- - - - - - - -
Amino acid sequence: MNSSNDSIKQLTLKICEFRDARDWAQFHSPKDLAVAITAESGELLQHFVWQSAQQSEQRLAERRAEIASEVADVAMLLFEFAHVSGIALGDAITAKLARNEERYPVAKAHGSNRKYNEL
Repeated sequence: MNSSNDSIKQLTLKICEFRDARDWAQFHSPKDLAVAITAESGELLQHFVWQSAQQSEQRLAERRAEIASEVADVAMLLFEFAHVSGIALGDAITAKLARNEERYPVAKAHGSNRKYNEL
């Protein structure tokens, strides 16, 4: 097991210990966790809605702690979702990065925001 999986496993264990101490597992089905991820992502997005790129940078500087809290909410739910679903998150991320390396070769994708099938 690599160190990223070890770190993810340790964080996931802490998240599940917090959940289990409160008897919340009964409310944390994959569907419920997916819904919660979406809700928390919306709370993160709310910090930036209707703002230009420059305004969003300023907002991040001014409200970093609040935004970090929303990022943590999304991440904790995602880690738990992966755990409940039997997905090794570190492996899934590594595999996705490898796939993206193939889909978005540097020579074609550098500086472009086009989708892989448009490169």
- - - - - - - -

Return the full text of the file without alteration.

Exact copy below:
Amino acid sequence: MNSSNDSIKQLTLKICEFRDARDWAQFHSPKDLAVAITAESGELLQHFVWQSAQQSEQRLAERRAEIASEVADVAMLLFEFAHVSGIALGDAITAKLARNEERYPVAKAHGSNRKYNEL
Repeated sequence: MNSSNDSIKQLTLKICEFRDARDWAQFHSPKDLAVAITAESGELLQHFVWQSAQQSEQRLAERRAEIASEVADVAMLLFEFAHVSGIALGDAITAKLARNEERYPVAKAHGSNRKYNEL
């Protein structure tokens, strides 16, 4: 097991210990966790809605702690979702990065925001 999986496993264990101490597992089905991820992502997005790129940078500087809290909410739910679903998150991320390396070769994708099938 690599160190990223070890770190993810340790964080996931802490998240599940917090959940289990409160008897919340009964409310944390994959569907419920997916819904919660979406809700928390919306709370993160709310910090930036209707703002230009420059305004969003300023907002991040001014409200970093609040935004970090929303990022943590999304991440904790995602880690738990992966755990409940039997997905090794570190492996899934590594595999996705490898796939993206193939889909978005540097020579074609550098500086472009086009989708892989448009490169």